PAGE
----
Do not hard code any style information to JRXML. Develop central style templates (jrtx, jrctx) for all your reports, add as a reference to reports - example
Fast change management, when the company style changes you will edit a couple of resources vs hundreds. Note that conditional styles are not in the jrtx

Best Practice - logged in user 
 Don't log in as superuser, use an organization specific user like jasperadmin - example
 Complicates repo: paths. If logged in as superuser you must pass in the full uri ex: repo:/organizations/organization_1/reports/drill_down_report where being part of an organization you would just use repo:/reports/drill_down_report. Also, it's good for testing around multi-tenancy to be a "real" user.

Best Practice - input controls
Create shared input controls if they apply to more than one report, bring them in as a link - example
Reduce development time, useful for dashboards. Note: Datasources won't switch if your sub-report switches

Best Practice - Use JNDI Datasources (contributed by Guillaume AUTIER)

Have a unique entry point to change datasource details (ip:port:credentials)
Why ?
When deploying the server in a different location, you would only have to change the datasource definition in one file: context.xml (this is valid in tomcat, see your app server settings for JNDI)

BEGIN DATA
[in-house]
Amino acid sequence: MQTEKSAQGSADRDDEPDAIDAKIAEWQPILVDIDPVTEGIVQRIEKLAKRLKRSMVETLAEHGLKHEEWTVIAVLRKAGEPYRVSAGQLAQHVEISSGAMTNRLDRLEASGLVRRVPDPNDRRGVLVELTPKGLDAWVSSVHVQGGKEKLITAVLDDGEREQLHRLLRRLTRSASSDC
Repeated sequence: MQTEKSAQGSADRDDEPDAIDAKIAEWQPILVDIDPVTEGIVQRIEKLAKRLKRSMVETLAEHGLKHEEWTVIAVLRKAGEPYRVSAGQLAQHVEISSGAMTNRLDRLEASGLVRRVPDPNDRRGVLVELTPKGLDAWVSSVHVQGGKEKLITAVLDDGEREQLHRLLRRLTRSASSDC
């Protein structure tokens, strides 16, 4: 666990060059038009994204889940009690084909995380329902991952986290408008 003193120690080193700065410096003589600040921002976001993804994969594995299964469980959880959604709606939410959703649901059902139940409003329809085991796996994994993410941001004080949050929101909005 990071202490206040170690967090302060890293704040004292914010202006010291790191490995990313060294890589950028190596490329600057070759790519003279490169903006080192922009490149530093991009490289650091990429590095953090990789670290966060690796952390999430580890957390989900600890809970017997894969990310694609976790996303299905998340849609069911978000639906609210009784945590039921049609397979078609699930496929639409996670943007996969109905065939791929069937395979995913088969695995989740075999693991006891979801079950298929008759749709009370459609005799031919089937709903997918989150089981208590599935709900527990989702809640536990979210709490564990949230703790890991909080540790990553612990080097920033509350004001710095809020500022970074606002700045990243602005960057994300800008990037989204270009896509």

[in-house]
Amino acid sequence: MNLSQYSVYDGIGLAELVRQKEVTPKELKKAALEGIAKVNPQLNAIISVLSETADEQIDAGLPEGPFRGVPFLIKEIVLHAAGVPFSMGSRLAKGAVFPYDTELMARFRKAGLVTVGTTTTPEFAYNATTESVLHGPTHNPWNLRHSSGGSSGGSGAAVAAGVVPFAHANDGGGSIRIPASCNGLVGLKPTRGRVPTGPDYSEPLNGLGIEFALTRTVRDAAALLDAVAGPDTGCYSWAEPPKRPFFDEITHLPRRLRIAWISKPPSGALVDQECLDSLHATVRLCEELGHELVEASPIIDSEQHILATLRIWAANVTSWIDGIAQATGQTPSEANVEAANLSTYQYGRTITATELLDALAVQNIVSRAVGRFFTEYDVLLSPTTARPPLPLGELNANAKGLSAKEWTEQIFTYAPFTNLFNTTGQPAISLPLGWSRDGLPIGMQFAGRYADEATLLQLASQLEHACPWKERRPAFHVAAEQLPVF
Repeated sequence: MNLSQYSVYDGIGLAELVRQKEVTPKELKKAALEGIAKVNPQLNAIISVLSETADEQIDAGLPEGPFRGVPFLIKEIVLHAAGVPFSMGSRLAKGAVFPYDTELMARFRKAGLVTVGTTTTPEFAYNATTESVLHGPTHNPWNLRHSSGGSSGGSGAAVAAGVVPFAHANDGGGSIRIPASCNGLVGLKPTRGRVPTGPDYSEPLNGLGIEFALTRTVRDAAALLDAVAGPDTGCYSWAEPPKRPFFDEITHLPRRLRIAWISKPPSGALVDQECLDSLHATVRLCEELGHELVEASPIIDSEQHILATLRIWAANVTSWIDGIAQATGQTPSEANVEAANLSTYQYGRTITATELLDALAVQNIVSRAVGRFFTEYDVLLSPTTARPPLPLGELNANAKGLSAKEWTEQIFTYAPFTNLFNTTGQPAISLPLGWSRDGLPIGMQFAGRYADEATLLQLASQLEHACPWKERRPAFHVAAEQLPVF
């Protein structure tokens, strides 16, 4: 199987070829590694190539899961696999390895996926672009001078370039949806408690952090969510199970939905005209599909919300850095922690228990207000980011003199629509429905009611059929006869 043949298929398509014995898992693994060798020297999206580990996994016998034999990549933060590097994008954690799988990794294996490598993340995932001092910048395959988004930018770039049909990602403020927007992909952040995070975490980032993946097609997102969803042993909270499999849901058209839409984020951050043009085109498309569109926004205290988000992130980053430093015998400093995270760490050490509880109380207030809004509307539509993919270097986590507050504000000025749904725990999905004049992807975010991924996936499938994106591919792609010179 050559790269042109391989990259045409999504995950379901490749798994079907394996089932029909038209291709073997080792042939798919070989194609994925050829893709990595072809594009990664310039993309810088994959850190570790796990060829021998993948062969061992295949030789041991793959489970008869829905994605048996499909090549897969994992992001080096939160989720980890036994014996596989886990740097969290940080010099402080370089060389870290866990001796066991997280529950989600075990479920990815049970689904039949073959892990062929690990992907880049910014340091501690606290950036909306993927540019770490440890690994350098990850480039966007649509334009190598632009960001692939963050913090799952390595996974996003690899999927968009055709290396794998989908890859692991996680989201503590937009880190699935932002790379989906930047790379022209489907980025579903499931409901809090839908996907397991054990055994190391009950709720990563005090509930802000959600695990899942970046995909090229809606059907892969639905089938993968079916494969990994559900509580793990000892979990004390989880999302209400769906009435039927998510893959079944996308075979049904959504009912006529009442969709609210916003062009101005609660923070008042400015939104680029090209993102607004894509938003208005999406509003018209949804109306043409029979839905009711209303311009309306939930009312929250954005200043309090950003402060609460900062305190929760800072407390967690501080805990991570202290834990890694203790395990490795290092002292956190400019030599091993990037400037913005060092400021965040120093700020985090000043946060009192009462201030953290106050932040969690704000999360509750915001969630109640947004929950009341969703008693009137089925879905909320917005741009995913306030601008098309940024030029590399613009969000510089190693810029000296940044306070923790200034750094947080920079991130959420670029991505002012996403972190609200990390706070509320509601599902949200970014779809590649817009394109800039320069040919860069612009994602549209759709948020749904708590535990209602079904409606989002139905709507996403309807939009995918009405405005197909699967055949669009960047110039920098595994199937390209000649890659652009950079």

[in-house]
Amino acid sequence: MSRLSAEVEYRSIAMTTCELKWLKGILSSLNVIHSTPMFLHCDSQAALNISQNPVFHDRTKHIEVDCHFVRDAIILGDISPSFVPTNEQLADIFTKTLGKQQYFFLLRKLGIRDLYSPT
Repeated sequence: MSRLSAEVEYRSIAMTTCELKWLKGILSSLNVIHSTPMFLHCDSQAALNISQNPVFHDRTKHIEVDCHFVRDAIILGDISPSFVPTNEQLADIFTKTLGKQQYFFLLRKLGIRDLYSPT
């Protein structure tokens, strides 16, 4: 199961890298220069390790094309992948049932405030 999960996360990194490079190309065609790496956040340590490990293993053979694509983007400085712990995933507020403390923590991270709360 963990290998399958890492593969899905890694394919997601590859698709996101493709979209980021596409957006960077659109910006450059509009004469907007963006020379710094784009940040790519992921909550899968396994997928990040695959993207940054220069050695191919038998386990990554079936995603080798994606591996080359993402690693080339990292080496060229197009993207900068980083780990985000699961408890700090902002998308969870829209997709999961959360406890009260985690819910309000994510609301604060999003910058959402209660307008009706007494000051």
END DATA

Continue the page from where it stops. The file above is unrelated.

When using export scripts the datasource will remain untouched, so you can use the same export on multiple servers without having to change the datasource detail after the import

You can take advantage of Application Server pooling instead of creating many connections to the database (performance).

Best Practice – parametrized references with sub-reports (contributed by Guillaume AUTIER)

Using the previous advice you can also access a report (with subreports) both locally and on the server without touching your expressions.
This is useful when you want to quickly preview in iReport a report taken from the server. We assume that all reports and subreports .jasper files resides in the same local folder.

  • Create a parameter $P{SUB_REPORTDIR} (string type, use as prompt, default value “repo:”)
  • Then have the following formula in your subreport expressions

$P{SUB_REPORTDIR }.equals(“”)?”mySubReport.jasper”: $P{ SUB_REPORTDIR} + ”mySubReport.jrxml”

  • Publish your report on the server as usual : do not create(or link) an input control for the SUB_REPORTDIR parameter

Run your report :

  • In iReport you will be prompted for the SUB_REPORTDIR parameter leave it blank.
  • On the server : Without an input control for the SUB_REPORTDIR parameter the server will then take the default.

If you have any other best practices tips, post them in the comments and I'll include into the post, happy reporting!



Not a lot of examples around TalendDate so thought I'd post a couple of quick examples:

Today's date:

Yesterday's date:

Tomorrow's date:

Date format:
CC - century
YY - year
MM - month
DD - day of month
hh - hour
mm - minutes
ss - seconds

Return types:

Other methods:

TalendDate.formatDate("yyyy-MM-dd HH:mm:ss",myDate)
TalendDate.parseDate("yyyy-MM-dd HH:mm:ss","")